Analyses of gating thermodynamics and effects of deletions in the mechanosensitive channel TREK-1: comparisons with structural models

Channels (Austin). 2011 Jan-Feb;5(1):34-42. doi: 10.4161/chan.5.1.13906. Epub 2011 Jan 1.


TREK-1, a mechanosensitive K channel from the two-pore family (K(2)P), is involved in protective regulation of the resting potential in CNS neurons and other tissues. The structure of TREK-1 and the basis of its sensitivity to stretch and variety of lipid-soluble factors remain unknown. Using existing K channel structures as modeling templates, TREK-1 was envisioned as a two-fold symmetrical complex with the gate formed primarily by the centrally positioned TM2b helices of the second homologous repeat. Opening was modeled as a conical expansion of the barrel separating TM2b's accompanied by extension of TM2a helices with the cytoplasmic TM2a-TM1b connector. Seeking first experimental support to the models we have accomplished thermodynamic analysis of mouse TREK-1 gating and functional testing of several deletion mutants. The predicted increase of the channel in-plane area (ΔA) of ~5 nm(2) in models was supported by the experimental ΔA of ~4 nm(2) derived from the slope of open probability versus membrane tension in HEK-293T cells and their cytoskeleton-depleted blebs. In response to steps of suction, wild-type channel produced transient currents in cell-attached patches and mostly sustained currents upon patch excision. TREK-1 motifs not present in canonical K channels include divergent cytoplasmic N- and C-termini, and a characteristic 50-residue extracellular loop in the first homologous repeat. Deletion of the extracellular loop (Δ76-124) reduced the average current density in patches, increased spontaneous activity and generated a larger sub-population of high-conductance channels, while activation by tension augmented by arachidonic acid was fully retained. Further deletion of the C-terminal end (Δ76-124/Δ334-411) removed voltage dependency but otherwise produced no additional effect. In an attempt to generate a cysteine-free version of the channel, we mutated two remaining cysteines 159 and 219 in the transmembrane region. C219A did not compromise channel activity, whereas the C159A/S mutants were essentially inactive. Treatment with β-mercaptoethanol suggested that none of these cysteines form functionally-important disulfides.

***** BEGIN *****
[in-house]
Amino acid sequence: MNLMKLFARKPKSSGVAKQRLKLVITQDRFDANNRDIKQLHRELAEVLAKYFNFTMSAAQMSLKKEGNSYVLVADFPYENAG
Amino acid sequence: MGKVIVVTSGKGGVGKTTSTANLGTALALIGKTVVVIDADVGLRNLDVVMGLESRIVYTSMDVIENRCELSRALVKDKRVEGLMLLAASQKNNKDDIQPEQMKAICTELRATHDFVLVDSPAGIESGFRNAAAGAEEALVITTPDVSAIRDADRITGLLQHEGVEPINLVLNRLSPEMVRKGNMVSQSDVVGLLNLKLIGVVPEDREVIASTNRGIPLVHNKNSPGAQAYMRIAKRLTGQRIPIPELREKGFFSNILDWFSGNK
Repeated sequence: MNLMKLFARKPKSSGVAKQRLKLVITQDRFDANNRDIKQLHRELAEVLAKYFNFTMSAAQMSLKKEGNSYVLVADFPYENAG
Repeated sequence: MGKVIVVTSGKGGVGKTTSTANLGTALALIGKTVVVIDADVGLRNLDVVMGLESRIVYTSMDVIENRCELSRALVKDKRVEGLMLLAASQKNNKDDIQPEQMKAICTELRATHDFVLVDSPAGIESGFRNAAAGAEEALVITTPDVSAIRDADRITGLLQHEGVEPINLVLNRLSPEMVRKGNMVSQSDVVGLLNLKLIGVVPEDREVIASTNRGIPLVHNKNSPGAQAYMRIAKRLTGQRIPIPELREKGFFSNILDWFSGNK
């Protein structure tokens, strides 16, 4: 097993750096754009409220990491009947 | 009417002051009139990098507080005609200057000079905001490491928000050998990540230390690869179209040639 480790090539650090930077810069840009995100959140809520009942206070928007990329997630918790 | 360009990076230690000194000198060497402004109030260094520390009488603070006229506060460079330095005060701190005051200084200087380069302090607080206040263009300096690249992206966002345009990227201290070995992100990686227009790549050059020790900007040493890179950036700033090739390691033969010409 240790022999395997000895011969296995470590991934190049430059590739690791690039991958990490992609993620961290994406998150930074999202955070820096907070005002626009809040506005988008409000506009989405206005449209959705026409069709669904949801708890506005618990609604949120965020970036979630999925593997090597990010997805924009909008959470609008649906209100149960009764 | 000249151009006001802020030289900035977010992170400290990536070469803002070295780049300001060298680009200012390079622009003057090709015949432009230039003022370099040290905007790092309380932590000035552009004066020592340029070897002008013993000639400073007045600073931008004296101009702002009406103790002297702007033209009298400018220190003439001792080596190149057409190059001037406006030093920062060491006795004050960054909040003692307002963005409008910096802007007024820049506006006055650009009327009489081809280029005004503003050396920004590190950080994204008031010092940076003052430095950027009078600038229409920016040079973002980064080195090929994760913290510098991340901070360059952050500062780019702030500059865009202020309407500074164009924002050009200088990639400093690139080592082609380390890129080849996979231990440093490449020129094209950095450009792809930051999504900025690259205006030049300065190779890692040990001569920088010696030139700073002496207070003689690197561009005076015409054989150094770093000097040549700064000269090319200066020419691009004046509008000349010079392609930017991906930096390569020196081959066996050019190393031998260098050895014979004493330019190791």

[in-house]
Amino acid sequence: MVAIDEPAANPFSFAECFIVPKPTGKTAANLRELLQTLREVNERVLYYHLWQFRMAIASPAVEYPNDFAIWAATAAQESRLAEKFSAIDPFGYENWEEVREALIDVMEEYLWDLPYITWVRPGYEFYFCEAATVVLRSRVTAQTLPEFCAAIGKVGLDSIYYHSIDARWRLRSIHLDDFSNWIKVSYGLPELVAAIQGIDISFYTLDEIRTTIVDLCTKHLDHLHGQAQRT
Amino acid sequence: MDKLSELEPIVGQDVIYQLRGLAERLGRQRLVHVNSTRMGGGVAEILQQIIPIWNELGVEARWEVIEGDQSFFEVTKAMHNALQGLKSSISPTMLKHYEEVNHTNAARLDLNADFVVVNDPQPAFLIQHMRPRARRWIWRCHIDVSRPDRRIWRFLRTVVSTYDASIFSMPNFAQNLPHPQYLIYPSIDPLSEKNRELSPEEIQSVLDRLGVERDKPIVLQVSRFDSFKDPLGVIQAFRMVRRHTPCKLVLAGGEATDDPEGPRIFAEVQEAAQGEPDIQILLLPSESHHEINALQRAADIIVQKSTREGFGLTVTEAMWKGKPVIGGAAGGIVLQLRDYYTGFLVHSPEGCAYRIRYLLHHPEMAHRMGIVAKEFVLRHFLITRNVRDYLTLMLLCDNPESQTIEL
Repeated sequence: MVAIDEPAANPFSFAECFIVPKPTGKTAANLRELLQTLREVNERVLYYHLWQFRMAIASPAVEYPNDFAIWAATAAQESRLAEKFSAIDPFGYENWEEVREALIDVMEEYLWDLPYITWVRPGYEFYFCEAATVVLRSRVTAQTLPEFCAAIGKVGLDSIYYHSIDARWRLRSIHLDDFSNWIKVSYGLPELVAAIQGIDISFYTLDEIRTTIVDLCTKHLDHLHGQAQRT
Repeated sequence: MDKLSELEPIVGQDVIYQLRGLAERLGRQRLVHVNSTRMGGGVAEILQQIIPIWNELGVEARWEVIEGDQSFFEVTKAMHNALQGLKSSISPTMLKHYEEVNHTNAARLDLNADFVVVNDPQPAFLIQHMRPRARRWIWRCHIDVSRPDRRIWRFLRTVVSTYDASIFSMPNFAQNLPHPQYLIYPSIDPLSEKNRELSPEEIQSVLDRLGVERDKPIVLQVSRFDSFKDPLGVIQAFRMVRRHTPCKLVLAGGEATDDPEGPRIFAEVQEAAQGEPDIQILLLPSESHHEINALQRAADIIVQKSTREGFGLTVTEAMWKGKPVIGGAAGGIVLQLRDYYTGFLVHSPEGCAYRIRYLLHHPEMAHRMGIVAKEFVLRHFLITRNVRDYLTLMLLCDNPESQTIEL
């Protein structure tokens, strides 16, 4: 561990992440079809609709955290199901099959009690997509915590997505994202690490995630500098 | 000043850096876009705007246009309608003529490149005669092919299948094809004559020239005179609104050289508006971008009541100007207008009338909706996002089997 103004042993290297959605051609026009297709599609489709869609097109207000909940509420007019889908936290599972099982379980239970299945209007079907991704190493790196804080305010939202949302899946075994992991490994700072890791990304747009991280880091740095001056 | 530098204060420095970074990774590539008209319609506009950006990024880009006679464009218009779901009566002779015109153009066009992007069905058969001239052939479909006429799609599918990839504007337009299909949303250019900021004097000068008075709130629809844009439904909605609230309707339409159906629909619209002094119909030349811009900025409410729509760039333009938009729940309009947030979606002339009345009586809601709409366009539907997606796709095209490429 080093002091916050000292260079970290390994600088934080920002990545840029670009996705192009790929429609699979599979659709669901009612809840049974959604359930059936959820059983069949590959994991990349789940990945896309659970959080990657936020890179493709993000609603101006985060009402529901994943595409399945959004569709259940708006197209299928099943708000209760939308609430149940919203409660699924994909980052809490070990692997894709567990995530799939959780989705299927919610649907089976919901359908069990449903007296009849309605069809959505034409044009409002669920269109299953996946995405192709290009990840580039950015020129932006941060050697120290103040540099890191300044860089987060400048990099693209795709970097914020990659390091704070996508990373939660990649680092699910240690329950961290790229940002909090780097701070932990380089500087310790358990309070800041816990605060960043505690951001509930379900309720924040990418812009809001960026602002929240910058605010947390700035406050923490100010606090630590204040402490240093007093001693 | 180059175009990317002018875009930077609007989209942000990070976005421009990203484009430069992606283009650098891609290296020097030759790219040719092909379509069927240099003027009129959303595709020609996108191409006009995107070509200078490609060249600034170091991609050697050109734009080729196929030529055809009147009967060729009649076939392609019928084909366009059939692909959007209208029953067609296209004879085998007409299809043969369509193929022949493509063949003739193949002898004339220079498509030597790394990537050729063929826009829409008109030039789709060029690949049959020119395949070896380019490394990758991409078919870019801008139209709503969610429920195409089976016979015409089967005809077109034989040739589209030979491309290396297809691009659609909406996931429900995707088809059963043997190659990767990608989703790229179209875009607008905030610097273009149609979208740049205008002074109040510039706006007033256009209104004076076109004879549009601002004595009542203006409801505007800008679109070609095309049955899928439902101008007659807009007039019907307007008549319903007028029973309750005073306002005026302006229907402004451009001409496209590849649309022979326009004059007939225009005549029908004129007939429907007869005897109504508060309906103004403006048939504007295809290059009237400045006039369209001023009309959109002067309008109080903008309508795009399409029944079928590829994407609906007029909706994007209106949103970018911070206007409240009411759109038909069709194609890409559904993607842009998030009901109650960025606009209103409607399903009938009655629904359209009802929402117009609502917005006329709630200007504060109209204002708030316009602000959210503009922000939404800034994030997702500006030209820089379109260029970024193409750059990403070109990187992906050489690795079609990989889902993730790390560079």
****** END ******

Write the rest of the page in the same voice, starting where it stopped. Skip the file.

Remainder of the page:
Publication types

  • Comparative Study
  • Research Support, N.I.H., Intramural

MeSH terms

  • Animals
  • Cysteine
  • HEK293 Cells
  • Humans
  • Ion Channel Gating*
  • Mechanotransduction, Cellular*
  • Membrane Potentials
  • Mercaptoethanol / pharmacology
  • Mice
  • Models, Molecular*
  • Mutagenesis, Site-Directed
  • Patch-Clamp Techniques
  • Potassium Channels, Tandem Pore Domain / chemistry
  • Potassium Channels, Tandem Pore Domain / drug effects
  • Potassium Channels, Tandem Pore Domain / genetics
  • Potassium Channels, Tandem Pore Domain / metabolism*
  • Pressure
  • Protein Conformation
  • Protein Structure, Tertiary
  • Sequence Deletion*
  • Structure-Activity Relationship
  • Thermodynamics*
  • Transfection


  • Potassium Channels, Tandem Pore Domain
  • potassium channel protein TREK-1
  • Mercaptoethanol
  • Cysteine